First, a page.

Getting back to the 16% annual decline in expenses that Orenbuch says is currently priced into Bank of America's shares, the analyst said that "despite the announced mortgage servicing sales, it will take until 2014 for the annual run-rate of expense saves. Separately, we think it will be hard for Bank of America to grow revenues faster than the 'average' bank."
Orenbuch did say that "If BAC is able to get an additional 5 percentage point improvement in the efficiency ratio, this would correspond to $0.30 in EPS, and over 200 bps in [return on tangible equity]," which would be "sufficient to have the shares be attractive at current levels."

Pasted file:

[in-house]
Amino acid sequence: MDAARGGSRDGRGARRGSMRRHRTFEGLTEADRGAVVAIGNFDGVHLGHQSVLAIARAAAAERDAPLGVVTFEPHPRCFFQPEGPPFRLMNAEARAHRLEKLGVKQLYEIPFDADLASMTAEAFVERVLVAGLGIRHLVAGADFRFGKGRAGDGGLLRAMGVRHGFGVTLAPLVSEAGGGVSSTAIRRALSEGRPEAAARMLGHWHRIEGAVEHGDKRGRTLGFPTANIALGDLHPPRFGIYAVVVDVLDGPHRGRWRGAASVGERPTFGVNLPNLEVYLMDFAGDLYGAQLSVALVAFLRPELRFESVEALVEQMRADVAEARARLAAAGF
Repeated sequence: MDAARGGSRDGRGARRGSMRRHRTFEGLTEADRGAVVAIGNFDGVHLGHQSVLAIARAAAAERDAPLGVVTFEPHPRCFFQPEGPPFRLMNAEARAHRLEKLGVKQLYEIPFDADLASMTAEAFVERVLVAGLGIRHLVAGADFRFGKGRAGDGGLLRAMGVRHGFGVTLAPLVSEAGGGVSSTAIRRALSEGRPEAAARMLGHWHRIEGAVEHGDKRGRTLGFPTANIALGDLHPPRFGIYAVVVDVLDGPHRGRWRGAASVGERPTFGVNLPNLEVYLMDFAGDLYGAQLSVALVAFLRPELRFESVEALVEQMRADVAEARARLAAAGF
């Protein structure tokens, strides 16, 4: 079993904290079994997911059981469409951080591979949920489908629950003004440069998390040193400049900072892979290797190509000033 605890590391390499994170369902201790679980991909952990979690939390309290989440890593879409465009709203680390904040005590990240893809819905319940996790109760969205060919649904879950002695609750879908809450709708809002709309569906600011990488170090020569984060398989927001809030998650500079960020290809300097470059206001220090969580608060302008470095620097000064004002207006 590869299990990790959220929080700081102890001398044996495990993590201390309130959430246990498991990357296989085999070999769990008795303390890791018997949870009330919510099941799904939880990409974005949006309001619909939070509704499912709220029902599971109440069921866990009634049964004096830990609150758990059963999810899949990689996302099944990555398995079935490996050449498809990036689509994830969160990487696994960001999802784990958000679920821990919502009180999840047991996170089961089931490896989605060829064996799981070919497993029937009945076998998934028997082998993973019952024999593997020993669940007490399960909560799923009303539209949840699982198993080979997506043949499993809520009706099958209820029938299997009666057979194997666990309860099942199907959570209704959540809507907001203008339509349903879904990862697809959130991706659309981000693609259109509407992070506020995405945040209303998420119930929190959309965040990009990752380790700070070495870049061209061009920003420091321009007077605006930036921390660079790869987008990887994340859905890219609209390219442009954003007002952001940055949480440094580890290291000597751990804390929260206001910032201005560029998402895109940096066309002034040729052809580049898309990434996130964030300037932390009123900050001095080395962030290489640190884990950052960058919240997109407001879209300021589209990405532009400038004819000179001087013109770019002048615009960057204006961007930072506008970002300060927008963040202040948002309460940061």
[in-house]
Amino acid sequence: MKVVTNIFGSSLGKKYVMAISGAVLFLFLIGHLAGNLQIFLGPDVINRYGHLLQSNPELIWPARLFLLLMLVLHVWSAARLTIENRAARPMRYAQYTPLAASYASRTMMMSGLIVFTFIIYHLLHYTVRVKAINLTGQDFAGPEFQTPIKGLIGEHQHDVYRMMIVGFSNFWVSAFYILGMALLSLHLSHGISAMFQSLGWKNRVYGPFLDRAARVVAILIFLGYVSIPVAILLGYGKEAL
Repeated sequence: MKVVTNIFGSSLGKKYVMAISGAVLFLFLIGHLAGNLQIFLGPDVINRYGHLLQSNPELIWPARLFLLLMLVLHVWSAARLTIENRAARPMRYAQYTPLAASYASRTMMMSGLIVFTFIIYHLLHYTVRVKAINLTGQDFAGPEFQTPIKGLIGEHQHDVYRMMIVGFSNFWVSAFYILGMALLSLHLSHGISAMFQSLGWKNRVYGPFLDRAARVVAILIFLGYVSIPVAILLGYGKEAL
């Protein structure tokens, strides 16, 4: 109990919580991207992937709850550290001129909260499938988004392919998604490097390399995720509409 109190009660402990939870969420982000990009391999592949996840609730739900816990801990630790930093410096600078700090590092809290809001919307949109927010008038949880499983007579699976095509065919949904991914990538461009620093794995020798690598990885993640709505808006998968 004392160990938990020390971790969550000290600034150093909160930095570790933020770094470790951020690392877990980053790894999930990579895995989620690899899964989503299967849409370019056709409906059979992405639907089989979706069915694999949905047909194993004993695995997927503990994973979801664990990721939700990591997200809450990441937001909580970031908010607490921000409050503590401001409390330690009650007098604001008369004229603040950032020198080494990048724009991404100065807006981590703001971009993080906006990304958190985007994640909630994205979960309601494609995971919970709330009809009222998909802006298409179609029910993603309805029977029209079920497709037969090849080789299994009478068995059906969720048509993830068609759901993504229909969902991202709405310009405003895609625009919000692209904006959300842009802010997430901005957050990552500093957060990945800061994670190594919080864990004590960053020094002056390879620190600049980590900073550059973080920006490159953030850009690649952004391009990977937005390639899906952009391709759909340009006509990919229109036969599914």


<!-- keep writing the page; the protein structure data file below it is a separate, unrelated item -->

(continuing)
"However, this represents about 40% of Legacy Assets & Servicing costs, which will likely take through 2015 to achieve that level of reduction," he said, making Bank of America a longer term expense savings play.
The efficiency ratio is, essentially, the number of pennies of expenses a bank incurs for each dollar of revenue. Bank of America's third-quarter efficiency ratio was 81.32%, according to Thomson Reuters Bank Insight.Orenbuch estimates that Bank of America will earn $1.08 a share in 2013, with EPS increasing to $1.40 in 2014.
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